This page summarizes my work in graduate school at Carnegie Mellon University and Arizona State University.
I have a PhD in Educational Technology from Arizona State University. I created two casual games to teach Newtonian mechanics (velocity, acceleration, basic forces, etc.). The games were tested with high school students, undergraduates, and even a few graduate students (about 100 players total). I managed to get some improvement on test items from the Force Concept Inventory, a widely used test to evaluate student knowledge of forces and basic mechanics after a first course. Something that distinguishes my work is the use of Bayesian statistics. I lean towards Bayesian statistics because the interpretation is more meaningful and intuitive than frequentist statistics, which is what students learn in school. Bayesian statistics tells you the probability of the hypothesis given the data, which is what most researchers and businesses really want to know. You can say things like: “There’s a 90% chance that the average increase in scores is within this interval of values.”
Dr. James Paul Gee was my adviser. Dr. Brian Nelson, Dr. Robert Atkinson, and Dr. Scott Stevens (Carnegie Mellon University) were on my committee.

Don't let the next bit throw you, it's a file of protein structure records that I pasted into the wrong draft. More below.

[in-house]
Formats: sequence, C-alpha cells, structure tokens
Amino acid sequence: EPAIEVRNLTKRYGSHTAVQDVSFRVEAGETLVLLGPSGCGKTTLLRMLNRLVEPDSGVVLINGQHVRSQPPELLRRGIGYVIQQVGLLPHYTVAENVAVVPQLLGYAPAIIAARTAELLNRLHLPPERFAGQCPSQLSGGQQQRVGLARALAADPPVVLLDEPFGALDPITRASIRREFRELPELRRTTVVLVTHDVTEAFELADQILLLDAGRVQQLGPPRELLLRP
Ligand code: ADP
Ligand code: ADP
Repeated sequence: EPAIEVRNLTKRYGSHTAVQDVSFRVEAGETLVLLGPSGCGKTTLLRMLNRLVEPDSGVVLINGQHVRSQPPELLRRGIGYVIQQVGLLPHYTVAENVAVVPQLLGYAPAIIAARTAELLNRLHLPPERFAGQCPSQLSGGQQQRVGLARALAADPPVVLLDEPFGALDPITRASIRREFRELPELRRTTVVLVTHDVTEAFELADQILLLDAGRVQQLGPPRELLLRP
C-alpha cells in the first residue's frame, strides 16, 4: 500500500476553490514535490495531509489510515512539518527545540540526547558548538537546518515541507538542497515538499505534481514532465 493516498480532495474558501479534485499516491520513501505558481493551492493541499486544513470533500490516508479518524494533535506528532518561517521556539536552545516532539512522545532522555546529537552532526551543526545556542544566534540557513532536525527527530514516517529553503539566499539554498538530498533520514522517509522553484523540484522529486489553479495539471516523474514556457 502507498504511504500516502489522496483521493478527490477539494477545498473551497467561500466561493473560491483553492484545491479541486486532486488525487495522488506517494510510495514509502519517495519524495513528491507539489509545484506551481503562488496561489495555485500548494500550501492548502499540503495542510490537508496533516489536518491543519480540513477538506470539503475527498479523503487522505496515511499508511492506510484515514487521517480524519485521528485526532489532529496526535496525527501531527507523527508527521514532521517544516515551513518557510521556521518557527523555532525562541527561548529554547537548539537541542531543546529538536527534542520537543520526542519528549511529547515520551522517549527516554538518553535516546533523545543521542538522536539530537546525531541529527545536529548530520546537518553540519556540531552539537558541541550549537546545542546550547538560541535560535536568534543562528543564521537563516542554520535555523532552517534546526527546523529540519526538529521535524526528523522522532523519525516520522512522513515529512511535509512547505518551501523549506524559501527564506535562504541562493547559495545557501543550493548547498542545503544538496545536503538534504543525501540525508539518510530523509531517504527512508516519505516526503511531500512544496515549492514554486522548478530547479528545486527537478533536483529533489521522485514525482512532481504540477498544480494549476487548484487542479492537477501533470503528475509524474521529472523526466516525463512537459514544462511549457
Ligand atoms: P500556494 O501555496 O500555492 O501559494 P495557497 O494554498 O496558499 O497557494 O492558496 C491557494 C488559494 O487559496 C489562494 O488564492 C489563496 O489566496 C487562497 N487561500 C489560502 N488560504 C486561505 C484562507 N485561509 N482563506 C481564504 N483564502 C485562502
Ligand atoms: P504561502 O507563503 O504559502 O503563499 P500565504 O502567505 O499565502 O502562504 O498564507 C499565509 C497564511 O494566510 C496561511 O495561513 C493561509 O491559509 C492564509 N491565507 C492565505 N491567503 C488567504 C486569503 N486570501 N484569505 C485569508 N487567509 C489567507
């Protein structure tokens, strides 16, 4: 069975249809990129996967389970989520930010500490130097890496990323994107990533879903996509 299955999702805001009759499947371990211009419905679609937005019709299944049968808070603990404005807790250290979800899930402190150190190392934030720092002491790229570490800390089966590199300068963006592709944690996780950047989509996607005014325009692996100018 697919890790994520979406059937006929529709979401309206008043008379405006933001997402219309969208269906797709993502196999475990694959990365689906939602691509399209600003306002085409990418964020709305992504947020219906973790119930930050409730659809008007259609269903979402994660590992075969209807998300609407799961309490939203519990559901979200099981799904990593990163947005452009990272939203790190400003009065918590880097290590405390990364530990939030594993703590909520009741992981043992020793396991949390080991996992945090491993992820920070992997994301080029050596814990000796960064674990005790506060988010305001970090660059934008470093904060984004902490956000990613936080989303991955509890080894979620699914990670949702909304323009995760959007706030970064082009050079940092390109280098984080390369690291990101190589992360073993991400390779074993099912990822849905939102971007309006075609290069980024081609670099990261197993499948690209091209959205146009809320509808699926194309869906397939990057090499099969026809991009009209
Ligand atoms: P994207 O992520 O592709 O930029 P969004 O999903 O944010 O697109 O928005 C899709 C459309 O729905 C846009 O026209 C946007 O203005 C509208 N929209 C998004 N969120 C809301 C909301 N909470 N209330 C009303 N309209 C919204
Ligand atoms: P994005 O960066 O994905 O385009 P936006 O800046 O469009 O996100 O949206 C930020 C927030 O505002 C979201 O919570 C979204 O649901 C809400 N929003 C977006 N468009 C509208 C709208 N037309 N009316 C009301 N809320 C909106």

Courses and Projects
Here is the list of courses that I took at Carnegie Mellon University and Arizona State University along with related projects, which are described on the Portfolio page. The Master of Entertainment Technology program at the Entertainment Technology Center, Carnegie Mellon University, is a professional program with an emphasis on hands-on project work for clients or student-pitched projects. Most students enter the entertainment industry, especially the video game industry or location-based entertainment such as the various Disney companies. The Educational Technology PhD program at Arizona State University was an instructional design program. Courses gravitated toward the behaviorist and cognitive science traditions (ADDIE, ISD, Mager-style learning objectives, Kirkpatrick evaluation levels, etc.) although the faculty were very open to different theoretical approaches.
This is the latest version of my academic CV.